As management theories go, Theories X and Y aren't exactly catchily named, although the thinking behind them is, for a change, quite interesting. If last week's column was all about scientific management and treating employees like machines, this week's is all about recognising that workers are human beings after all.
Theory X and Theory Y were coined by Douglas McGregor, an academic, in his pioneering 1960 book The Human Side of Enterprise. He categorised managers and employees into two types of people - those who subscribed to Theory X and those who to subscribed to Theory Y. X-ers (and I'm sure you will know many of these) subscribe to a traditional view of work - they hate it and will do anything to get out of it. Lazy slackers, they avoid responsibility and must be cajoled into doing their tasks by managers whose main purpose in life is to get them to do a day's work by threatening them with punishment and watching over them like hawks. Needless to say, this style of management is hardly a laugh a minute.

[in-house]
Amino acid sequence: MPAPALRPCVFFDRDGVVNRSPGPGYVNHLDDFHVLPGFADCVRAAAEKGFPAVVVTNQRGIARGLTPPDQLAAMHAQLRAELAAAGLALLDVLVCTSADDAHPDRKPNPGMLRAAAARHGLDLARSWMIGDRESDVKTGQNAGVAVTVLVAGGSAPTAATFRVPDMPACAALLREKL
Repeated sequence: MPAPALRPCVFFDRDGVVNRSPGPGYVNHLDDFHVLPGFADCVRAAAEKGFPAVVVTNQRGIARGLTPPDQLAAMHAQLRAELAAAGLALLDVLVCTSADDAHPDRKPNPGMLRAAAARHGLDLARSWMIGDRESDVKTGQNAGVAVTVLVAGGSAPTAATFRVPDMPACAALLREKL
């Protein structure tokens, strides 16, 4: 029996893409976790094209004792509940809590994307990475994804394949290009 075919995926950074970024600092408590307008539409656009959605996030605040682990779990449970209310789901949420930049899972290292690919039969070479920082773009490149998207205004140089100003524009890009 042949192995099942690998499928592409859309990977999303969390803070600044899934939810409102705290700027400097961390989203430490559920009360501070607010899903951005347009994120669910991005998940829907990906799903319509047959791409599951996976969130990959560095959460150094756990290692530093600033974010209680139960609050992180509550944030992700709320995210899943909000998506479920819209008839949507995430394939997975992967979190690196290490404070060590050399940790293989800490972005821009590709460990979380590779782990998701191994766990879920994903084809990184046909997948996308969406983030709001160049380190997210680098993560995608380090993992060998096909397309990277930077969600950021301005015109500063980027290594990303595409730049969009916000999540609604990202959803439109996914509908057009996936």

Theory Y-ers, meanwhile, view work as a source of personal satisfaction that can be used to the benefit of the organisation for which they work. A Theory Y manager will enable people to fulfil their potential by working with them in a productive relationship. Theirs is a more human and mutually beneficial approach to work.
But McGregor was not so naive as to believe that an organisation or a person is either an X or a Y. Indeed, before his premature death, he had started to formulate a Theory Z, which could be explained as X+Y=Z. Could management theory get any more algebraic?
To those charity managers who may have failed their maths exams, fret not. Voluntary sector people are nice people who do their work for the high degree of personal satisfaction they derive from it (well, it's hardly going to be the money). Their leanings will be towards Y - not X. Your work as a manager, therefore, is mostly done. So just sit back, relax and enjoy.
- Emma De Vita is a senior section editor on Management Today.